Woman Suing APD Beats DWI

Caroline Callaway acquitted of DWI that led to her suing APD for alleged excessive force

Caroline Callaway displays the injuries on her neck she says are the result of APD's blood draw.
Caroline Callaway displays the injuries on her neck she says are the result of APD's blood draw. (Photo courtesy of Daphne Silverman)

After a trial that included a restraining chair from the Travis County Jail brought into the courtroom as evidence, it took three hours of jury deliberations before Caroline Callaway learned Friday night that she was acquitted of DWI charges stemming from a 2013 arrest.

Callaway, 24, registered as having a blood alcohol content level of 0.137 when she was pulled over by Austin Police Department Officer Patrick Oborski. He had seen her vehicle run two red lights on Lamar Boul­e­vard and pulled her over to conduct a field sobriety test, but Callaway refused a Breatha­lyzer and was in turn taken to central booking. Her attorneys, Daphne and Norman Silverman, were able to convince jurors late last week that there was not enough proof that Calla­way's sample had not been contaminated during its delivery into testing. APD does not seal its sample tubes after it draws blood, Daphne Silverman explained on Mon­day, and the chain of custody for each sample does not maintain a string of signatures of each person who handles the sampling.

By asking for and getting a subpoena to compel TCJ to provide a restraint chair into evidence – an unusual move in a DWI trial – Silverman was able to successfully argue that the blood drawing room was less than appropriately sanitary and that the conditions in which Callaway's blood was drawn actually made it quite possible for her sample to get contaminated. "I had a toxicologist come in who was able to explain what happens when you have potential contaminants get into the sample," she said. "She explained that there's yeast everywhere [inside a polluted setting] and that yeast is actually one of the worst contaminants for blood samples. Yeast develops into ethanol in the same way that alcohol does, and you cannot tell the difference."

In March, the Statesman reported that documents provided by DWI defense attorney Bristol C. Myers indicate APD had spent years complaining about the "substandard" blood drawing service Plano-based company Protouch Staffing provided before its contract expired in December 2014.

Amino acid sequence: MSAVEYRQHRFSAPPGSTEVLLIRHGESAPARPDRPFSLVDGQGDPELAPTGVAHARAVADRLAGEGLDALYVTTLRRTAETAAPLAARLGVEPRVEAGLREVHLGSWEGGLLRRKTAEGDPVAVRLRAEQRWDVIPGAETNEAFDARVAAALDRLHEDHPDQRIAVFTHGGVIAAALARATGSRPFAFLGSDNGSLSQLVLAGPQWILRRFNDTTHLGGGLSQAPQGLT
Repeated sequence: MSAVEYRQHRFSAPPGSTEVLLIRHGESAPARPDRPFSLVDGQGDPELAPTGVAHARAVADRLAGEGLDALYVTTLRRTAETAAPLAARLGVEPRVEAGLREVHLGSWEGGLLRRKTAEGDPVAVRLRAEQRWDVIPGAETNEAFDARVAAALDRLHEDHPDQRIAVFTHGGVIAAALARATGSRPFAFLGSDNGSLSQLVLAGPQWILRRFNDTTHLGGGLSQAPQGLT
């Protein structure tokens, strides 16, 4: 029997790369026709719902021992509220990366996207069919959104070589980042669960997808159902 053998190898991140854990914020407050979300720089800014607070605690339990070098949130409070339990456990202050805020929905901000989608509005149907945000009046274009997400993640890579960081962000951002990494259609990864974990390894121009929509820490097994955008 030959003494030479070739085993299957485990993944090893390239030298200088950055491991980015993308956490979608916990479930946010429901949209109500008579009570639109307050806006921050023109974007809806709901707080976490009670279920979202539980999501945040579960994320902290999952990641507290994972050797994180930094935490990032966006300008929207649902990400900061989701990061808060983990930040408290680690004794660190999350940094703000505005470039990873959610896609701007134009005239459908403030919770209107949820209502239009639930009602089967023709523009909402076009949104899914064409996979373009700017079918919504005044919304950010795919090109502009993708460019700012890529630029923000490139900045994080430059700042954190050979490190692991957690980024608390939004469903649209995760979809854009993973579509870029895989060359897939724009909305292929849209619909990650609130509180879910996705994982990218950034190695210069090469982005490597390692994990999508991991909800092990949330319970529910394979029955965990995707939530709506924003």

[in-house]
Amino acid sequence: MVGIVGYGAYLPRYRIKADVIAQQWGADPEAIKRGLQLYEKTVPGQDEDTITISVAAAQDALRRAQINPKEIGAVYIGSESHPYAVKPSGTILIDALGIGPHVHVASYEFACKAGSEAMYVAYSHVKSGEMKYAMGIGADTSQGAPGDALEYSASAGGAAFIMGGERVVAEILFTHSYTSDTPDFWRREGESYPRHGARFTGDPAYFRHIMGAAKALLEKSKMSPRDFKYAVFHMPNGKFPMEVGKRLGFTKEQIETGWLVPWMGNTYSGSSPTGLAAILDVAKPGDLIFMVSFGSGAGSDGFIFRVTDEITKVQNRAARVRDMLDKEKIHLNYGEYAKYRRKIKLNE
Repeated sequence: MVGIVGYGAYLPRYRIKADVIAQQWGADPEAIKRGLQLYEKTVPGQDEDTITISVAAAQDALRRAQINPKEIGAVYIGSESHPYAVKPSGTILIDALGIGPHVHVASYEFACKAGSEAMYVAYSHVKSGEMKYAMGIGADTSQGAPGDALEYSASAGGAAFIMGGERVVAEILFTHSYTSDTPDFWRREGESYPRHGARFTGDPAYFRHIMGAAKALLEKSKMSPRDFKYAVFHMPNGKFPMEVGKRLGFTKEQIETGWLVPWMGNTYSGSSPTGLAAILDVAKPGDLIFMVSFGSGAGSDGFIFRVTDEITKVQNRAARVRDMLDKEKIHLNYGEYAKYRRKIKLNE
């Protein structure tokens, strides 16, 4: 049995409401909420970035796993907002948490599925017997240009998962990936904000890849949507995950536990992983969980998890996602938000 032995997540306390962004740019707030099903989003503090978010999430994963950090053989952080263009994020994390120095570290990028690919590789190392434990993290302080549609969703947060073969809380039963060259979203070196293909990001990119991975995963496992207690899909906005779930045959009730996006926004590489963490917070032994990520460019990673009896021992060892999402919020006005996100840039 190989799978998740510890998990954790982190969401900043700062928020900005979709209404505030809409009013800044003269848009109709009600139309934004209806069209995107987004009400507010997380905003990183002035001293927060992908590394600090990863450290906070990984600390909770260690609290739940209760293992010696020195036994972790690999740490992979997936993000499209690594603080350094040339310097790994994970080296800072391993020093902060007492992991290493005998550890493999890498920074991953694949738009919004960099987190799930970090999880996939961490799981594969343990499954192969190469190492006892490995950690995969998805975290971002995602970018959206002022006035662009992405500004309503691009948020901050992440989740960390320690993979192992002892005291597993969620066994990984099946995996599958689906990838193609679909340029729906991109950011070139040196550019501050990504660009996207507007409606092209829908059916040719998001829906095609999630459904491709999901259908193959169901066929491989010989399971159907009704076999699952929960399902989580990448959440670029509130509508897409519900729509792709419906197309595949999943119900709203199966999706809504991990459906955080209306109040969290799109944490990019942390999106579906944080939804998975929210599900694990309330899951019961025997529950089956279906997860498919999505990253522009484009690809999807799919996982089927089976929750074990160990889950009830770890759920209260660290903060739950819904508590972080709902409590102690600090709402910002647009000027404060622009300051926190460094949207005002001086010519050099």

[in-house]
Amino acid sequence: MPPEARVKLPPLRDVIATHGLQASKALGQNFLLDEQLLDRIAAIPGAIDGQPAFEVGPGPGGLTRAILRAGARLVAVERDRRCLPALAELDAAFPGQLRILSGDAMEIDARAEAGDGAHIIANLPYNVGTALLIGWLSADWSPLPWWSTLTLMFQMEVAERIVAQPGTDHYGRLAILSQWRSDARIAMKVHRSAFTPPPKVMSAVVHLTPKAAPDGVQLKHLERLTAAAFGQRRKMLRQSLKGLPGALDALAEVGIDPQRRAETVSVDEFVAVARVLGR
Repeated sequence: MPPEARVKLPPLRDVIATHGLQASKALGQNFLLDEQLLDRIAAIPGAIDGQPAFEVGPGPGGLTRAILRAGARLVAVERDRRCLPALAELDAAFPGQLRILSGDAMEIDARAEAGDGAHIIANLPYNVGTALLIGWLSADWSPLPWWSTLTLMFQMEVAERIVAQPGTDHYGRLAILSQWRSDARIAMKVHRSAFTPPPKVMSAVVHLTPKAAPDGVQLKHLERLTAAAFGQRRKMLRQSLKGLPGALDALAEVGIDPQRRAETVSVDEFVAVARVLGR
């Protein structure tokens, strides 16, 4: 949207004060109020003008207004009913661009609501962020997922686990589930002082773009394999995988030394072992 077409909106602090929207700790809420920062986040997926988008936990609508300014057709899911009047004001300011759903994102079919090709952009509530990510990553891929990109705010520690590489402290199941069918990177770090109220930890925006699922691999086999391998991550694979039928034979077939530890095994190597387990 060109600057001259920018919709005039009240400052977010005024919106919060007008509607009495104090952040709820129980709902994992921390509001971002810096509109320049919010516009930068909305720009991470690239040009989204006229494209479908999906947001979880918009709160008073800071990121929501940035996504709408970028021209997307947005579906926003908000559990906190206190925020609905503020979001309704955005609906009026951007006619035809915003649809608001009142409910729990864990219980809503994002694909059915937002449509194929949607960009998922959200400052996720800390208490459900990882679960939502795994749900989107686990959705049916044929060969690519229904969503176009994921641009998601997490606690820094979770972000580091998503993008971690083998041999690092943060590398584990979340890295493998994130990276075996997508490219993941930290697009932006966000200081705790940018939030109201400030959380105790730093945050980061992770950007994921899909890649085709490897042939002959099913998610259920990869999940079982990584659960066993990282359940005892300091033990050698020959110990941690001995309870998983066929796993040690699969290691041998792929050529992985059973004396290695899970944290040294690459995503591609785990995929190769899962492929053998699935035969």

Callaway still faces charges of resisting arrest and possession of marijuana, for which she is scheduled to stand trial later this year. Oborski – a recognizable name for his role in the NYE 2012 arrest of Antonio Buehler, another of Silverman's clients – testified last week that Callaway was one of the most ­violent subjects from whom he's drawn blood during his more than 13 years with APD; and the affidavit alleges that her resistance caused her blood to spray onto another ­officer.

In February, Callaway filed a federal lawsuit against the city of Austin, Travis County, Protouch (named in the suit as "Pro-Touch Nurses, Inc."), Protouch employee Shanea Ramsey-Graham, APD officers Oborski and Adam Johnson (now a sergeant), and five Travis County Sheriff's deputies, alleging the involved parties used unreasonable force throughout the arrest and blood-draw process (see "Lawsuit Accuses APD of Exces­sive Force," Feb. 6). Silverman expects that case to be heard early in 2016.

Friday, after the trial, Silverman shared photographs of Callaway taken immediately after the arrest and ensuing blood drawing episode that show lacerations and bruises around her neck and windpipe. Silverman says that, aside from allegations of excessive force, the wounds indicate that at least one individual did not wear protective gloves when he or she handled Callaway at central booking.

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Austin Police Department, Caroline Callaway, Patrick Oborski, Travis County Jail, Daphne Silverman, excessive force, police accountability, Adam Johnson, APD

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